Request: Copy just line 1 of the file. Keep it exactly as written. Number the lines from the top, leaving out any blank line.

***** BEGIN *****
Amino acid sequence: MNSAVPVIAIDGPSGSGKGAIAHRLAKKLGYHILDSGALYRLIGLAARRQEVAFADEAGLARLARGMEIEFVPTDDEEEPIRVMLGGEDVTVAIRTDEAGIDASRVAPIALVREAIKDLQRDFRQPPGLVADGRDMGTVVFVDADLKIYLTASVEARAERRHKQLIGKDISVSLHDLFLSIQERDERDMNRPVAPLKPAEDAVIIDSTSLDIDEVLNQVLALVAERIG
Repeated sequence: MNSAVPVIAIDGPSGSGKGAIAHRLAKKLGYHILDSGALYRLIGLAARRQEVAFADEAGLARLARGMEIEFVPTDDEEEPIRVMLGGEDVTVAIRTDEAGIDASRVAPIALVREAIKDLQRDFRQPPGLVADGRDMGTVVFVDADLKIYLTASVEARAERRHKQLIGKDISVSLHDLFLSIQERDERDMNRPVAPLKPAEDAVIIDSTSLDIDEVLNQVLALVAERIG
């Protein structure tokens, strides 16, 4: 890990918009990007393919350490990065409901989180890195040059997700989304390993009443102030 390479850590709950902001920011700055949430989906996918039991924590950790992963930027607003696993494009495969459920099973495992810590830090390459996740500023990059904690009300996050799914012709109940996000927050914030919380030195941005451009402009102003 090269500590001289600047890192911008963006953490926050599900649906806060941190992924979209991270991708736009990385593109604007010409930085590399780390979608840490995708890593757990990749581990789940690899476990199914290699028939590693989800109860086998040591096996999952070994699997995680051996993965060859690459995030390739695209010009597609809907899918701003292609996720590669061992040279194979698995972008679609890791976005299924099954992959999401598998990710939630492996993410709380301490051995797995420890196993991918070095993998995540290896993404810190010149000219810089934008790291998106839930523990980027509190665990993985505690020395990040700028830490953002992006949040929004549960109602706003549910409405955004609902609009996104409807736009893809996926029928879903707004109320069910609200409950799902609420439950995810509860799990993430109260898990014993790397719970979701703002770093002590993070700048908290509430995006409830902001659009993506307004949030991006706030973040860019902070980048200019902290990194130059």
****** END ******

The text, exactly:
Amino acid sequence: MNSAVPVIAIDGPSGSGKGAIAHRLAKKLGYHILDSGALYRLIGLAARRQEVAFADEAGLARLARGMEIEFVPTDDEEEPIRVMLGGEDVTVAIRTDEAGIDASRVAPIALVREAIKDLQRDFRQPPGLVADGRDMGTVVFVDADLKIYLTASVEARAERRHKQLIGKDISVSLHDLFLSIQERDERDMNRPVAPLKPAEDAVIIDSTSLDIDEVLNQVLALVAERIG